I spent 8 years homesick for Ballarat and breathed a huge sigh of relief the day we drove back into town. Back into our new house. Back home. Back where my grandparents had walked the streets I walk on. Back where I felt safe. And I hadn’t felt safe for such a long time.
And then the gods smiled on me because when the new neighbours poked their heads over the fence (well the fence was actually broken and only two feet high so it wasn’t hard) the new neighbour was you.
I couldn’t believe my sheer good luck. You said, ‘We don’t want to waste money on a fence how about we plant a hedge?’ And I think the clouds parted and the sun shone down.
Then you said you were an artist and I sucked in my breath because I was afraid your art would be crap and I suck at polite lying.
But your art is stunning and fragile and strong – like you and when I saw it I think angels started singing.
But it got even better – we sat in your yard, you with wine and me with neat whiskey or gin and bared our souls and shared gossip and we were together in the world for a minute, which renewed our strength for being alone where we create and write and build.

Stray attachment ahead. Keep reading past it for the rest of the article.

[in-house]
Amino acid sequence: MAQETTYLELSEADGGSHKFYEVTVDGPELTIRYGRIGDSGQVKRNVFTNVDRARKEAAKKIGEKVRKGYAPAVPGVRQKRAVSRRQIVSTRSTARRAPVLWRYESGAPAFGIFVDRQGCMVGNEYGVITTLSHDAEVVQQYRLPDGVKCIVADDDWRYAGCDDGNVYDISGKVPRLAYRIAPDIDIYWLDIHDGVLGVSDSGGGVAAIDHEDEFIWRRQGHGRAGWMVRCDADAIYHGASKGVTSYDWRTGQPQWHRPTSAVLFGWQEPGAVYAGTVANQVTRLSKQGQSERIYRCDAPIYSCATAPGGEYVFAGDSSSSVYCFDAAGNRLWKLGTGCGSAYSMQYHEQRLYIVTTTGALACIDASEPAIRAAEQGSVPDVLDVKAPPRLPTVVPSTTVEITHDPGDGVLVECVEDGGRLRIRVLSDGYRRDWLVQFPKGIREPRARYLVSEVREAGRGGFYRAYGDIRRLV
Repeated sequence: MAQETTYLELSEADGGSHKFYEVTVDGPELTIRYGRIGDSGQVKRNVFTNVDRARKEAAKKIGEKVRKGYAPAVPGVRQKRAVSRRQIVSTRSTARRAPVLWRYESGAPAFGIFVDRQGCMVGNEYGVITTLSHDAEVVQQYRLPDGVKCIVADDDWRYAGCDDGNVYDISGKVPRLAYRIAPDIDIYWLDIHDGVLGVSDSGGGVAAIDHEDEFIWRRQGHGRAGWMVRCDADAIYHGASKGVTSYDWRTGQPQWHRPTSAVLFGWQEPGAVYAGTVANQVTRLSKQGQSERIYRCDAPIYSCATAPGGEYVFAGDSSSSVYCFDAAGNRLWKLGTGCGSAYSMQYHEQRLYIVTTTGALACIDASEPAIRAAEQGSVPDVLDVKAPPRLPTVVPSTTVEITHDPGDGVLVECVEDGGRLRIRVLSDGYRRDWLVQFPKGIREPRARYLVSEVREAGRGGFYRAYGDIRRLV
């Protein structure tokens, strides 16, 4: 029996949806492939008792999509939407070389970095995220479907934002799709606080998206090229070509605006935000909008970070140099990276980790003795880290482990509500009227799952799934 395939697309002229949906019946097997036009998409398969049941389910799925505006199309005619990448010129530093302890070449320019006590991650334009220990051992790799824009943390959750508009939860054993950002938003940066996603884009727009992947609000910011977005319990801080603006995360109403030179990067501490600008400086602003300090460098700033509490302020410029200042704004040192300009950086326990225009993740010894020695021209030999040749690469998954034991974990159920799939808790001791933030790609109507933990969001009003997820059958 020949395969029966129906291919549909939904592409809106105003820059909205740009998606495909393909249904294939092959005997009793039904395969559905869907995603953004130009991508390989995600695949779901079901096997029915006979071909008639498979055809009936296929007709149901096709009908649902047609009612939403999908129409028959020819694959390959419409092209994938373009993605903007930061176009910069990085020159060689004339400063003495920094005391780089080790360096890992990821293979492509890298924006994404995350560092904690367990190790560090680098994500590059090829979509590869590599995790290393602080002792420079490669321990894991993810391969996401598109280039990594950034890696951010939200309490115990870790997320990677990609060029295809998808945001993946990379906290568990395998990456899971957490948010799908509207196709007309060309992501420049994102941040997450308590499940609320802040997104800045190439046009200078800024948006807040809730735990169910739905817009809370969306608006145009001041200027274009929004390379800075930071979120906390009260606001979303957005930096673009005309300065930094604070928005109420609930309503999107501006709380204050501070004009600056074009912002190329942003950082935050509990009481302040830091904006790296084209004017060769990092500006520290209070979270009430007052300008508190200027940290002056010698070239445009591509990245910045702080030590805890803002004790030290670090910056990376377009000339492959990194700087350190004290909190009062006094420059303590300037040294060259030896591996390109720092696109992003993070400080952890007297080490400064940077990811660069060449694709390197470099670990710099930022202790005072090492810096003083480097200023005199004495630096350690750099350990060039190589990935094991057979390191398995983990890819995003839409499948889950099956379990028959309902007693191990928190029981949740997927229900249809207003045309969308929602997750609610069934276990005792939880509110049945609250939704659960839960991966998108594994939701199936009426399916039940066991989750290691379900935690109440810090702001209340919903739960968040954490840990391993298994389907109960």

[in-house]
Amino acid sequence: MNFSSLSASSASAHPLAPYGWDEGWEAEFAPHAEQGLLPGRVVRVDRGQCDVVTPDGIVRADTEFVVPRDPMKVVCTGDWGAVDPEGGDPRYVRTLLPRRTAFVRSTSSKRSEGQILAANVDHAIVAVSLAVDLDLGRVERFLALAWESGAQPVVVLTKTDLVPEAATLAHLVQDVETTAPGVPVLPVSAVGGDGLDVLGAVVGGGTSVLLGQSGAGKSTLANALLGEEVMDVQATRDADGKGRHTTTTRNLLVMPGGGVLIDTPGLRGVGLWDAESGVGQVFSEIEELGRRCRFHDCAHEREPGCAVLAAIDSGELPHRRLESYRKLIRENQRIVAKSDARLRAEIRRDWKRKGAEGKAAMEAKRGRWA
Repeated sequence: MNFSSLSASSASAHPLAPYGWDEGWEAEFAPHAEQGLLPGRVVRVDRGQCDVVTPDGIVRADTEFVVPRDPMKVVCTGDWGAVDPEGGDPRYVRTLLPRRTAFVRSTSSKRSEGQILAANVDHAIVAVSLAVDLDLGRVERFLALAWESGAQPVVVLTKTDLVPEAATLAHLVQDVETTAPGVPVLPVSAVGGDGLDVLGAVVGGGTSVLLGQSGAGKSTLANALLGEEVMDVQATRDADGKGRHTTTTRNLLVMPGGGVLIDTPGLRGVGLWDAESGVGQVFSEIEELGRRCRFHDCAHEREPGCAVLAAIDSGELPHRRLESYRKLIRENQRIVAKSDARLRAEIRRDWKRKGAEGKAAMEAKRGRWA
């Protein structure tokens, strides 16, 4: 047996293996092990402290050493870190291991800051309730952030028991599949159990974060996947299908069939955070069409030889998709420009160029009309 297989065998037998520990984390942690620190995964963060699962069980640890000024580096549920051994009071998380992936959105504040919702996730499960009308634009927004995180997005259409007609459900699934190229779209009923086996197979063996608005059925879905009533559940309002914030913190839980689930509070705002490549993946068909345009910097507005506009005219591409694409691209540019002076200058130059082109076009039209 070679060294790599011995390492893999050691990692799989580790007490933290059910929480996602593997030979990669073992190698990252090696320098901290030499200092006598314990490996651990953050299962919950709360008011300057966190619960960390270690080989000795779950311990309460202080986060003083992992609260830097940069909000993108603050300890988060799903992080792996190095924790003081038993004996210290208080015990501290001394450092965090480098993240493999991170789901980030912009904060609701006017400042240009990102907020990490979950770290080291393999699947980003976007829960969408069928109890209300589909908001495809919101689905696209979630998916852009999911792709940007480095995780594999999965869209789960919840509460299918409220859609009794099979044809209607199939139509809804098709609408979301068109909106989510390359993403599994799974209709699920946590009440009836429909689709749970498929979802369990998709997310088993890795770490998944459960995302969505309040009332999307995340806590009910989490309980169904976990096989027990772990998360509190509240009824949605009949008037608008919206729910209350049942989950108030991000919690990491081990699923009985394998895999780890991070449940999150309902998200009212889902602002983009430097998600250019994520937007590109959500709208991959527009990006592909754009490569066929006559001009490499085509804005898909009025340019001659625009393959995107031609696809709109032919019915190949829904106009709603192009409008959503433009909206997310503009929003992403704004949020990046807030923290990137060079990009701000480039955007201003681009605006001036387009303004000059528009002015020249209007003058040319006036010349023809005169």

Not many of us get to drink wine with their neighbour?
But now you are going away and I am sad.
So, I hope you hate Tasmania. I hope you hate its majestic mountains and their snow-capped peaks. I hope you hate the bushland and the cute little towns. I hope you hate Salamanca Market with its bustle and whiskey tasting. I hope you hate meandering down the Hobart boardwalk admiring the delicious yachts and I hope you hate the art at MOMA and that the paintings don’t seep into your skin.
I hope that after you have enjoyed all these things the winds that blow from the bottom of the earth blow you right back to the house next door to mine.